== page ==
François Azar, a leader of the French Sephardic revival, on writing his own Ladino folktales, censorship, and why he is confident about the future.
How scholar Adam Rovner's move from Israel to Indiana deepened his appreciation of Hebrew, thanks to one of Israel's most classic authors.
Shem Tov de Carrión's "moral proverbs" about human nature and right rulership are surprisingly relevant today, Graduate Fellow Vivian Mills writes.
Novelist Gary Shteyngart's Soviet-inflected humor is more relevant than ever in Trump's America.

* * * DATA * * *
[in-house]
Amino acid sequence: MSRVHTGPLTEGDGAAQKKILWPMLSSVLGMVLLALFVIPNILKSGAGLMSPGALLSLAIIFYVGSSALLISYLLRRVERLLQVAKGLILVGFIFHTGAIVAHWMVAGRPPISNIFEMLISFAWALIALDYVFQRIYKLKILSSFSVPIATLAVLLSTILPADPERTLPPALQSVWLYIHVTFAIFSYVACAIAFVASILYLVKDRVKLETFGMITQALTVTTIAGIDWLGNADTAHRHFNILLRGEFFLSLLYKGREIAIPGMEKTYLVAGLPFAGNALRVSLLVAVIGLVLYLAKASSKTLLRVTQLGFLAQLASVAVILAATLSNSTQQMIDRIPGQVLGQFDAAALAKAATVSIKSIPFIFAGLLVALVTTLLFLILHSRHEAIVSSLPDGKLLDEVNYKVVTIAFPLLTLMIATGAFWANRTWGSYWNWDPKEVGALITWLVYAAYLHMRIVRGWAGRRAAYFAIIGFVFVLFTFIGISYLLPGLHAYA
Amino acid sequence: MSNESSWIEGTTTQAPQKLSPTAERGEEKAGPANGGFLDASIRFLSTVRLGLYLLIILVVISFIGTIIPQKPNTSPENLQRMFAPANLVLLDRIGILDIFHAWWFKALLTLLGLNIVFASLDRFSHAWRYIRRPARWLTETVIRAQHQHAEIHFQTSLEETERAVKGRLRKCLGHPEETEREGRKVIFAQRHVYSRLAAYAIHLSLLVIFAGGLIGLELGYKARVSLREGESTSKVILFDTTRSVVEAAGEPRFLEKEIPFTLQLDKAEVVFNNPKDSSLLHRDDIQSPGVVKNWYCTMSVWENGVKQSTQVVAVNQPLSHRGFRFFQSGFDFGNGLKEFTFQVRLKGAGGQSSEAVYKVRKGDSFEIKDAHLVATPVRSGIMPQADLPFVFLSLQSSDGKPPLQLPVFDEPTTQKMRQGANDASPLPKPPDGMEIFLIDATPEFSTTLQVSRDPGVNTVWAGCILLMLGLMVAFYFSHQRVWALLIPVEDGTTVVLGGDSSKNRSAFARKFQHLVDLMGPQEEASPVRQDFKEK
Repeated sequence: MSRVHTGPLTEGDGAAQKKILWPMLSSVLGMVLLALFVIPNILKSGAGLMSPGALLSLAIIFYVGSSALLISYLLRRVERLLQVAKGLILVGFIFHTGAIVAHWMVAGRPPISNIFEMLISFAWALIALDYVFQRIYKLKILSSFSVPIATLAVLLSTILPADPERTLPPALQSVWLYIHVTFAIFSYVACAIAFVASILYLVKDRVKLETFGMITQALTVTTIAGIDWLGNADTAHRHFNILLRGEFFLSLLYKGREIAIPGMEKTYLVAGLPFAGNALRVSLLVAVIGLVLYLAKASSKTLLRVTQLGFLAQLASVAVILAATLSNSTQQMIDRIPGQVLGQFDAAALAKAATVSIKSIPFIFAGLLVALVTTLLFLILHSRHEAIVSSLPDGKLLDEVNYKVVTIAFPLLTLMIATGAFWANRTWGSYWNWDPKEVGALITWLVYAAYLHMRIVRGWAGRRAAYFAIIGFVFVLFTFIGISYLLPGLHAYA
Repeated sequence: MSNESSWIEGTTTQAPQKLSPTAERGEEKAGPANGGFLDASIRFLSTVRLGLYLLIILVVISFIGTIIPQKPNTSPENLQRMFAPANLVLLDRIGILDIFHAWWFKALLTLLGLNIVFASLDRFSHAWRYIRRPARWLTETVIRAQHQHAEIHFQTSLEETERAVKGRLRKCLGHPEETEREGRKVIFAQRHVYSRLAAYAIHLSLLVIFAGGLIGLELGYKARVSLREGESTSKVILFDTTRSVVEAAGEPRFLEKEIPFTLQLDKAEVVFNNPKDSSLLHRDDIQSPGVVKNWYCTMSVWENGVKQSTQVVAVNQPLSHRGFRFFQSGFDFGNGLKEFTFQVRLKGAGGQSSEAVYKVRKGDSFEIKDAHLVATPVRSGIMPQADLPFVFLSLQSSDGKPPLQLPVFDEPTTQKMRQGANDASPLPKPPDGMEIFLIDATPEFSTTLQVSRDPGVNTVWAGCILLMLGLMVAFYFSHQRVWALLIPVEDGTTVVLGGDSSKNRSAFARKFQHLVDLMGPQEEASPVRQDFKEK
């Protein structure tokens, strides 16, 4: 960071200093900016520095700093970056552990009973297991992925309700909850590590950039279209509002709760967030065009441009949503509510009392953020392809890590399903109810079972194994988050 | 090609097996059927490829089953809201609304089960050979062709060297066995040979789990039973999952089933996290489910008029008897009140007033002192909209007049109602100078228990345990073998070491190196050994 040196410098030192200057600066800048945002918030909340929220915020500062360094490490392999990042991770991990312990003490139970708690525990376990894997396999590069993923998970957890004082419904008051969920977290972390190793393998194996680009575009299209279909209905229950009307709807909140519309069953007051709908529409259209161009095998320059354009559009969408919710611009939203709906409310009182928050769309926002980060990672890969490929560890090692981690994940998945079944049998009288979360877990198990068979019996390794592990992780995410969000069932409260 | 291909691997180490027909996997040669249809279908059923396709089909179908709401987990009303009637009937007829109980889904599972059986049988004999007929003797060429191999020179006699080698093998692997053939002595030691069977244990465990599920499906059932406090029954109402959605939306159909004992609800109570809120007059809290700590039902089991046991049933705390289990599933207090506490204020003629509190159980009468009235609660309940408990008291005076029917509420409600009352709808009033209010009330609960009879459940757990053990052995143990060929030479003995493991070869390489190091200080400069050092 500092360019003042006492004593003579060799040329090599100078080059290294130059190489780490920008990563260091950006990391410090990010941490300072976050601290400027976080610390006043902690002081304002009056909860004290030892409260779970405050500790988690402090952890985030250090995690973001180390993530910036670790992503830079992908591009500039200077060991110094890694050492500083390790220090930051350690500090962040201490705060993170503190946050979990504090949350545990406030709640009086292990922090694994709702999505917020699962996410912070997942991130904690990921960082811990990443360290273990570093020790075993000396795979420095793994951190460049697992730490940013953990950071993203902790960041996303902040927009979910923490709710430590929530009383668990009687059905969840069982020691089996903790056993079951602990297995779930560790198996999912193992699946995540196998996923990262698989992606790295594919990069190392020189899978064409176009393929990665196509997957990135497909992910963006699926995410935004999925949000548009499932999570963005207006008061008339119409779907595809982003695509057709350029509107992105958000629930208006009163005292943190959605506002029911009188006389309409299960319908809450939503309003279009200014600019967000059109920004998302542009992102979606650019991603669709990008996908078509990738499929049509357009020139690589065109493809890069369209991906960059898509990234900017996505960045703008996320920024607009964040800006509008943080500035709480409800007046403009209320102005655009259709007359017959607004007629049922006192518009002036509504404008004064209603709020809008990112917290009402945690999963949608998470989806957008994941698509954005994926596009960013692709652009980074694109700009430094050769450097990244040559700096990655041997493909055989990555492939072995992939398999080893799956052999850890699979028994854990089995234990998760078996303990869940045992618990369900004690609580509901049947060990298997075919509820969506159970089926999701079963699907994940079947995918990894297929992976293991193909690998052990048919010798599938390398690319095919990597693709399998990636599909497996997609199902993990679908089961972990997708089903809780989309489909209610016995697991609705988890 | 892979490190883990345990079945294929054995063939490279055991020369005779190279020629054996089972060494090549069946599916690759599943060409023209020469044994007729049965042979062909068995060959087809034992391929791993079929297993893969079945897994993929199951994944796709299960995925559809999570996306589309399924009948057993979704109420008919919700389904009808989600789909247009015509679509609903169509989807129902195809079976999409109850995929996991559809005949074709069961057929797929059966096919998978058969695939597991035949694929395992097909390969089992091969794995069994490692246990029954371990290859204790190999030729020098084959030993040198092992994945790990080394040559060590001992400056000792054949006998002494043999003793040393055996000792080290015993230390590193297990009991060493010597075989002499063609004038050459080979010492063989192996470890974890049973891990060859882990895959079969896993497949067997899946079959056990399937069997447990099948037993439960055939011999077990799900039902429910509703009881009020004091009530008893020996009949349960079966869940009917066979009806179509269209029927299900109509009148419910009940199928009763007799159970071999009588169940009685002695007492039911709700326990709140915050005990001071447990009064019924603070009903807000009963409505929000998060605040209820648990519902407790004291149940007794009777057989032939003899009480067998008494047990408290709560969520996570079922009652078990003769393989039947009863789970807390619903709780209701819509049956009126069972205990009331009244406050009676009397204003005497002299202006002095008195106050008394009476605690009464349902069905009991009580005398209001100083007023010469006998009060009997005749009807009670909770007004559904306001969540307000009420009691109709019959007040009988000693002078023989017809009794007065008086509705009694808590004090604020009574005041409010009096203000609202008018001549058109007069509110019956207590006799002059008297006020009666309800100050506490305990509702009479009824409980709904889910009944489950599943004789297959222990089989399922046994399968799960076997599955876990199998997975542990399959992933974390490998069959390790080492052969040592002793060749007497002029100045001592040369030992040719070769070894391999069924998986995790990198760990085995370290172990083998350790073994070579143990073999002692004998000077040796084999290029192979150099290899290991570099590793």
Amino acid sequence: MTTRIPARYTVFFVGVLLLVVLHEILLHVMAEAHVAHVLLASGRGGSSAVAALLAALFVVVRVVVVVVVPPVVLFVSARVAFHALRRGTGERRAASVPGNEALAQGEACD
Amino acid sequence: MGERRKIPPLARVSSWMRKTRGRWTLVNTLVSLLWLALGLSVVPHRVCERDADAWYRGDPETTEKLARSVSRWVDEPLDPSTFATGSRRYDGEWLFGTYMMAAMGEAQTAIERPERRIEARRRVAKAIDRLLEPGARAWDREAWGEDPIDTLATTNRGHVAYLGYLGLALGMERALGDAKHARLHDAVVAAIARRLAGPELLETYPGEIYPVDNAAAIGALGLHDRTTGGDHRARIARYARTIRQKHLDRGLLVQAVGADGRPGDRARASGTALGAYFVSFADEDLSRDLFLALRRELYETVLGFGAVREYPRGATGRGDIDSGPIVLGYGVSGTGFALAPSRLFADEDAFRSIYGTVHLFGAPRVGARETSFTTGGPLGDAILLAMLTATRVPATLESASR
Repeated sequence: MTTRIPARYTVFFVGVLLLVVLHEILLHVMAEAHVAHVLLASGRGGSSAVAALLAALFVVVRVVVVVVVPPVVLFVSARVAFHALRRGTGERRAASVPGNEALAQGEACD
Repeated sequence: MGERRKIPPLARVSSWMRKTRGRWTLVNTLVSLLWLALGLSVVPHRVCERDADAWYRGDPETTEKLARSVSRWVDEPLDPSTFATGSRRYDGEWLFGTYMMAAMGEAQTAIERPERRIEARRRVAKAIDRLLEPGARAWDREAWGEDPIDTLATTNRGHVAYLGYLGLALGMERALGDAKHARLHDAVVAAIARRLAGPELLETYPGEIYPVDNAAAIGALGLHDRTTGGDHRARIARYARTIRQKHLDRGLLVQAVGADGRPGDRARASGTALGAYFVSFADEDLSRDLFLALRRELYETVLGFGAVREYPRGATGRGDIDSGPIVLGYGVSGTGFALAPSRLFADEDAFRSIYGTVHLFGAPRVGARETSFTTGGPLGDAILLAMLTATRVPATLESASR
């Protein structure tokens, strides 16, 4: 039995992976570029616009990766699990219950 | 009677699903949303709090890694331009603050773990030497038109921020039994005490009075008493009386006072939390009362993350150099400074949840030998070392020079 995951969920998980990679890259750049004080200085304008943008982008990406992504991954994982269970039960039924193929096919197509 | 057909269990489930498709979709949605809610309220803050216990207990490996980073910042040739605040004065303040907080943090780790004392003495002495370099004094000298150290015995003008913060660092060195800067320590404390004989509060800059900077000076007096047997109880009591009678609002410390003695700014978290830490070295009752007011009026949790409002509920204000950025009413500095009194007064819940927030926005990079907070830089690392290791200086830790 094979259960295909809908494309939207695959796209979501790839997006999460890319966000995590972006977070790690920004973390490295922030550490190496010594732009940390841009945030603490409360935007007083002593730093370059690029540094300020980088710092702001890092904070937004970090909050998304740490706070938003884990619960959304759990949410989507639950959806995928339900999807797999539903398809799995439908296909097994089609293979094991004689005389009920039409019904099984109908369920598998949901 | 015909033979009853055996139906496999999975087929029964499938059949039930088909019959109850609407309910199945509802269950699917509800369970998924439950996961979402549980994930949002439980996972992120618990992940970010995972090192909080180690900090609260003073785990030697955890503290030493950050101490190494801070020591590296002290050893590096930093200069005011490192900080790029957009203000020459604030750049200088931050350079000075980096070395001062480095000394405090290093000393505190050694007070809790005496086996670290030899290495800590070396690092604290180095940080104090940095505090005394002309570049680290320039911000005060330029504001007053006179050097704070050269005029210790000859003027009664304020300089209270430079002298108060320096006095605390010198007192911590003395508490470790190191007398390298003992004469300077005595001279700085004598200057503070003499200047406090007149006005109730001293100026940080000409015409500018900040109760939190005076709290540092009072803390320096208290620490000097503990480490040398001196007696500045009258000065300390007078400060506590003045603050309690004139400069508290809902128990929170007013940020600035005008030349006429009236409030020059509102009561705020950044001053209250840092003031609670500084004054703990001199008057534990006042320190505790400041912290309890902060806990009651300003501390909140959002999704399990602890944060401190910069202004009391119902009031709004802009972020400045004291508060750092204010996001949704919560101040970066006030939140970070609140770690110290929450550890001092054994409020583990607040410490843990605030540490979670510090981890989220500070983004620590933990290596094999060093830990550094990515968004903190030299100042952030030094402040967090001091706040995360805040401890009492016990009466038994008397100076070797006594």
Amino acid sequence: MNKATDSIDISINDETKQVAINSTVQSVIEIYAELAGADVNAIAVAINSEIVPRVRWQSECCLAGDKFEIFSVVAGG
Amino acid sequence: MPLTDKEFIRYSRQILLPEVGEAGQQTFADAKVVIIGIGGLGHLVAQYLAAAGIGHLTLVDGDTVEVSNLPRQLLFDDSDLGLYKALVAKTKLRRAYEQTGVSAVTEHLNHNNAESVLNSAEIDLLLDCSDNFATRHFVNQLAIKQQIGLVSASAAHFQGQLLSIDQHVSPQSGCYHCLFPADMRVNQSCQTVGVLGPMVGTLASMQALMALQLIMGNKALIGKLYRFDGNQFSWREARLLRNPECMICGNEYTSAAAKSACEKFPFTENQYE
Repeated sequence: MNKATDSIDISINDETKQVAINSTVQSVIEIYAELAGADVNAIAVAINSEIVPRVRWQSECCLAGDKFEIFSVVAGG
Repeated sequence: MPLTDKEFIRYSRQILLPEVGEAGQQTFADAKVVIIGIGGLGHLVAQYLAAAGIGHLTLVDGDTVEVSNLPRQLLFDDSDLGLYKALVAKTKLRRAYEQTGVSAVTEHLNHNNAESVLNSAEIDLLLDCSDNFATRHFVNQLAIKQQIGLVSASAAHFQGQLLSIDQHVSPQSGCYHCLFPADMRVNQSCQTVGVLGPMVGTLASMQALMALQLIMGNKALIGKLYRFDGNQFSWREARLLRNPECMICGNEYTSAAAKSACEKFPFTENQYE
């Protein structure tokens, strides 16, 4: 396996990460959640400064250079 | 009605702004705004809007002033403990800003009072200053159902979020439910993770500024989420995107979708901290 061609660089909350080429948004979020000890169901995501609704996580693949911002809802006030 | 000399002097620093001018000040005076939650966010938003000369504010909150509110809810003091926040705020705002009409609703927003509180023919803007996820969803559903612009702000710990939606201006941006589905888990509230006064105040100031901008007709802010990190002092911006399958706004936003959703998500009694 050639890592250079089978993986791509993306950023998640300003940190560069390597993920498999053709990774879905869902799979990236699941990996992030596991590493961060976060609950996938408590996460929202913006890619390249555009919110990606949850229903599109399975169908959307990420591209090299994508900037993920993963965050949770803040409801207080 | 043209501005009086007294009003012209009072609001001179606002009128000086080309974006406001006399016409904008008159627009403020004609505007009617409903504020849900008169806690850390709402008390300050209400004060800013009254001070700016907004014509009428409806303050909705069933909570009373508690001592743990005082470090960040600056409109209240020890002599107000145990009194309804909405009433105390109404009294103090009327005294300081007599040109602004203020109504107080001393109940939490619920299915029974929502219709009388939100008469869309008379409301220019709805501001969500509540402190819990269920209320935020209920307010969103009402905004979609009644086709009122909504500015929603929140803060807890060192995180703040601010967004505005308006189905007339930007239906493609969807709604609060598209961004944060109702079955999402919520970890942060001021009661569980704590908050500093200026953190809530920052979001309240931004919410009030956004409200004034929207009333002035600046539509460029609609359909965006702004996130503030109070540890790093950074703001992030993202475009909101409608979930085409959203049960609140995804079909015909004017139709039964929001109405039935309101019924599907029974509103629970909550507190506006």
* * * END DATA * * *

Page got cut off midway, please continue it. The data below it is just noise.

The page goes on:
Graduate Fellow Sarah Riskind, a composer, noticed a unique pattern in both the Sephardic and Ashkenazi music she works with.
Grad Fellow Pablo Maldonado explains how, following their forced migration in the 1950s, Israel's Middle Eastern Jewish community is reconnecting with its heritage through music.
Professor Rachel B. Gross tracks popular narratives around American Jewish cuisine--and deli food's recent resuscitation.
What can literary scholars working in the field of Jewish Studies teach us about how to survive (and resist) the Trump Era? A lot, it seems.
In the Age of Trump, humanities scholars' role beyond the ivory tower is more important than ever.